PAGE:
John Veranth


John Veranth


Research Associate Professor




B.S., 1971 Massachusetts Institute of Technology, Cambridge, MA, Mechanical Engineering

M.S., 1974 Massachusetts Institute of Technology, Cambridge, MA, Mechanical Engineering

Ph.D., 1998 University of Utah, Chemical and Fuels Engineering


Research Interests


Myinterests center on building collaborative research programs that address the health effects of fine particles from combustion and other anthropogenic sources. This is an exciting area on the interface between combustion science, aerosol science, chemical engineering transport phenomena analysis, and the life sciences. The effect of ambient particles on sensitive populations is a complex issue of immediate social and economic concern where progress requires integrating the efforts of specialists in engineering, meterology, biochemistry, and medicine. My current projects involve experimental and computational simulation studies of combustion aerosols, field studies of wind-blown dust in arid climates, and cell culture and whole animal studies of responses to transition metals in inorganic particles.


Selected Publications


Veranth, J. M., H. Ghandehari and D. W. Grainger (2009). Chapter 24. Nanoparticles in the Lung. in Volume 9 - Toxicology of the Respiratory System, Comprehensive Toxicology Series Ed. G. S. Yost. Elsevier.

Veranth, J. M., N. S. Cutler, E. G. Kaser, C. A. Reilly and G. S. Yost (2008). “Effects of cell type and culture media on interleukin-6 secretion in response to environmental particles.” Toxicology in Vitro 22(2): 498-509.

Sabnis, A. S., C. A. Reilly, J. M. Veranth and G. S. Yost (2008). “Increased transcription of cytokine genes in human lung epithelial cells through activation of a TRPM8 variant by cold temperatures.” American Journal of Physiology, Lung Cellular and Molecular Physiology Accepted for publication

Veranth, J. M., G. D. Silcox and D. Pershing (1997). "Numerical Modeling of the Temperature Distribution in a Commercial Hazardous Waste Slagging Rotary Kiln." Environmental Science and Technology 31: 534-2539.

Parker, J. L., R. R. Larson, E. Eskelson, E. M. Wood and J. M. Veranth (2008). “Particle size distribution and composition in a mechanically ventilated school building during air pollution episodes.” Indoor Air 18(5): 386.

Deering, C. E., S. Tadjiki, S. Assemi, J. D. Miller, G. S. Yost and J. M. Veranth (2008). “A novel method to detect unlabeled inorganic nanoparticles and submicron particles in tissue by sedimentation field-flow fractionation.” Particle & Fibre Toxicology 5(18):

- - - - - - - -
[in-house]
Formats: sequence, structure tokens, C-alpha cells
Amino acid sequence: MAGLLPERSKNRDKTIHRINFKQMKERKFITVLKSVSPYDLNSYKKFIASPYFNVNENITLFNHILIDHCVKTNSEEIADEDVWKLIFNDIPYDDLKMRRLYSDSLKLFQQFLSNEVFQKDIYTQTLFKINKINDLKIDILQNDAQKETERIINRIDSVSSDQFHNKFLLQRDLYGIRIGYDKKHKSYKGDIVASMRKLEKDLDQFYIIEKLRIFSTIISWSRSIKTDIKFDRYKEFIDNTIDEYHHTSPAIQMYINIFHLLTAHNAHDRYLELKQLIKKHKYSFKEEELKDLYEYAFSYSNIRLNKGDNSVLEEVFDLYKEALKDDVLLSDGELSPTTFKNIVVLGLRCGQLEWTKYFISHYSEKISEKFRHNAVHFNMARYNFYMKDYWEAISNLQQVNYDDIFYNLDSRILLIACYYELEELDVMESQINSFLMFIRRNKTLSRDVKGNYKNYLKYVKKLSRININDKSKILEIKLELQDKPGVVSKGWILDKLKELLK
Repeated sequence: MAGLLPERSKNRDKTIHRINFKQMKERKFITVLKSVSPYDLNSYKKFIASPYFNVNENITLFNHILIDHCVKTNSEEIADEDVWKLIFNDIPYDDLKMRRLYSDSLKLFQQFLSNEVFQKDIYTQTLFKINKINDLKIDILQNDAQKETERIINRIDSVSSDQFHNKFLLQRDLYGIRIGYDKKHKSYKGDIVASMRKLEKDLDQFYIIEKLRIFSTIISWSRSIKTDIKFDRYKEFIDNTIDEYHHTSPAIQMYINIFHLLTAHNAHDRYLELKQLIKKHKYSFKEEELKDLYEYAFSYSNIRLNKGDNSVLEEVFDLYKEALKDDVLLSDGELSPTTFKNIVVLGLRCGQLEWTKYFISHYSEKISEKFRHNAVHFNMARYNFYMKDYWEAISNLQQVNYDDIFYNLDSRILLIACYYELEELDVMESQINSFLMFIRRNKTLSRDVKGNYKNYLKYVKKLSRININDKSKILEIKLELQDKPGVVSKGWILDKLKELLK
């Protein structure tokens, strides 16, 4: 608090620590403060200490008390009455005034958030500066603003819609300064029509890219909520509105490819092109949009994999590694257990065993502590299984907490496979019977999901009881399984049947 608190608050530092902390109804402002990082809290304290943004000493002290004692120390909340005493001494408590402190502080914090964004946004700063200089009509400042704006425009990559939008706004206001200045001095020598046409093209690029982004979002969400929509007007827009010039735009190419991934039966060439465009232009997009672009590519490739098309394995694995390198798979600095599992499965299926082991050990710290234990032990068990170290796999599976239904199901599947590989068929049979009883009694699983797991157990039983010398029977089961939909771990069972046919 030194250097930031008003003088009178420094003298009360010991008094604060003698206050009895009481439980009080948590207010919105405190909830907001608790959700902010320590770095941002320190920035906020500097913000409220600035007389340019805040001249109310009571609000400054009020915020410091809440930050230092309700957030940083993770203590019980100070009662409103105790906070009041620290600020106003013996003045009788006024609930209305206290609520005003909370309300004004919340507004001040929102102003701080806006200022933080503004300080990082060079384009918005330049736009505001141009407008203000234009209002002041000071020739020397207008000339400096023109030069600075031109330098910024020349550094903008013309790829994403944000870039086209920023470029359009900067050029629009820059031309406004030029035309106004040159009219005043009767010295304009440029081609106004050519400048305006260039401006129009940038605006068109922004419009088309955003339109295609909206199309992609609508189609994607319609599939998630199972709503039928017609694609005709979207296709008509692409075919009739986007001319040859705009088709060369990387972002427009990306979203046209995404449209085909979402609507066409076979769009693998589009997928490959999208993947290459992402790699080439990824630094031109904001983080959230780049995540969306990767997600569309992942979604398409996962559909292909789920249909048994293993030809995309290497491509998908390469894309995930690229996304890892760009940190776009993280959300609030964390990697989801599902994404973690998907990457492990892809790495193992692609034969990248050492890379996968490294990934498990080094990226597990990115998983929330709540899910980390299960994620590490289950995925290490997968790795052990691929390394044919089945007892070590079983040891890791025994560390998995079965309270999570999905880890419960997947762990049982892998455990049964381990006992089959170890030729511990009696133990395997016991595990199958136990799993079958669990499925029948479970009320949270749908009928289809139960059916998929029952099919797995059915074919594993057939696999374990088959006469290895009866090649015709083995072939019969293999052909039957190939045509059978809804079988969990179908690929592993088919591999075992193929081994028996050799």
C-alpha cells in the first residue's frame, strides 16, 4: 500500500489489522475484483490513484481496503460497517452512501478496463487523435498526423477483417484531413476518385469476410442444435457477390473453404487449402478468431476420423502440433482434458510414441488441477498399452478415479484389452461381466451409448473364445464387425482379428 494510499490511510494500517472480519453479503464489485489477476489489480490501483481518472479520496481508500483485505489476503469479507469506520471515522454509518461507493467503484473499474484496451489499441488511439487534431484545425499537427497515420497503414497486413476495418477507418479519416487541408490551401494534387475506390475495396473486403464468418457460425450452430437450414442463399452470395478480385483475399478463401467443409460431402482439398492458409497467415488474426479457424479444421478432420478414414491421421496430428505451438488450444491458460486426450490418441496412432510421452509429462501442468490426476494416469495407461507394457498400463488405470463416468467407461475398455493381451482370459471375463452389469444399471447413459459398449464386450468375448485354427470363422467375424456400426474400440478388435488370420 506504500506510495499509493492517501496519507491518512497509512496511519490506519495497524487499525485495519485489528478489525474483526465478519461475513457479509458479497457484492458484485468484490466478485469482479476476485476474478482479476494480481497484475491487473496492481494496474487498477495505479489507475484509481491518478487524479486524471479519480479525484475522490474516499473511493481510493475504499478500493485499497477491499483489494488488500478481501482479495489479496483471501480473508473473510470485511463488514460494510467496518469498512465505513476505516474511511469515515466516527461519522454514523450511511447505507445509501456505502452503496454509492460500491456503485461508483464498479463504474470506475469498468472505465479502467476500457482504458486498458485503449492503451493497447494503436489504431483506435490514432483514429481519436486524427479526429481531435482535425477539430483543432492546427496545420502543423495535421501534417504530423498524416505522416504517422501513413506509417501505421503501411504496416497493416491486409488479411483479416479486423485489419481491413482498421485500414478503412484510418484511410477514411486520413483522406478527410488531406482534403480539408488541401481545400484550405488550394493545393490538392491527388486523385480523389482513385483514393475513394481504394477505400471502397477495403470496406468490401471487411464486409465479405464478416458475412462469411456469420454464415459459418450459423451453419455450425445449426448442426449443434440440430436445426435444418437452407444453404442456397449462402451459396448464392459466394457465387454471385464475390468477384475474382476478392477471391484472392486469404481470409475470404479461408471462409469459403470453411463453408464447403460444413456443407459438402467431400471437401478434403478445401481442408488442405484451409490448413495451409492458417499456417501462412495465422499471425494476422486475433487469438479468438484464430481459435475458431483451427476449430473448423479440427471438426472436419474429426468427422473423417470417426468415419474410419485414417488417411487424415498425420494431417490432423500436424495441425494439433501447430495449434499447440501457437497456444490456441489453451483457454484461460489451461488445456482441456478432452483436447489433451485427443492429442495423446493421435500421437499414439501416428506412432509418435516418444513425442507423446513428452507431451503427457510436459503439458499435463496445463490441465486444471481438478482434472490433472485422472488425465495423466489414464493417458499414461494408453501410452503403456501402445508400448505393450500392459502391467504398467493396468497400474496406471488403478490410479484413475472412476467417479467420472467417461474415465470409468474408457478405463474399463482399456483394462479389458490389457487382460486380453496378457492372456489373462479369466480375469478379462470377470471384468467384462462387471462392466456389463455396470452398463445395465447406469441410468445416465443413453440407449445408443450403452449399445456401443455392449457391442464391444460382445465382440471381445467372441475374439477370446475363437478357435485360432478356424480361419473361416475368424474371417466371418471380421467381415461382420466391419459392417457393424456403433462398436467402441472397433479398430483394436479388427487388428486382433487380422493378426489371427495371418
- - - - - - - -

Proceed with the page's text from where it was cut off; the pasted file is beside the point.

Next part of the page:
Veranth, J. M., E. G. Kaser, M. M. Veranth, M. Koch and G. S. Yost (2007). “Cytokine responses of human lung cells (BEAS-2B) treated with oxide micron-sized and nanoparticles compared to soil dusts.” Particle and Fibre Toxicology 4(2)

Pardyjak, E. R., S. O. Speckart, F. Yin and J. M. Veranth (2007). “Near-source deposition of vehicle generated fugitive dust on vegetation and buildings. Part 1: Model development and theory.” Atmospheric Environment 42(26): 6442-6452.

Veranth, J. M., T. A. Moss, J. C. Chow, R. Labban, W. K. Nichols, J. C. Walton, J. G. Watson and G. S. Yost (2006). “Correlation of in vitro cytokine responses with the chemical composition of soil-derived particulate matter.” Environmental Health Perspectives 114(3): 342-349.

Smith, K. R., J. M. Veranth , U. P. Kodavanti, A. E. Aust and K. E. Pinkerton (2006). “Acute pulmonary and systemic effects of inhaled coal fly ash in rats: comparison to ambient particles.” Toxicological Sciences 93(2): 390-399.

Teague, S. V., J. M. Veranth A. E. Aust and K. E. Pinkerton (2005). “Dust generator for inhalation studies with limited amounts of archived particulate matter.” Aerosol Science and Technology 39(2): 85-91.

Veranth, J. M., C. A. Reilly, M. M. Veranth, T. A. Moss, C. R. Langelier, D. L. Lanza and G. S. Yost (2004). “Inflammatory cytokines and cell death in BEAS-2B lung cells treated with soil dust, lipopolysaccharide, and surface-modified particles.” Toxicological Sciences 82: 88-96.

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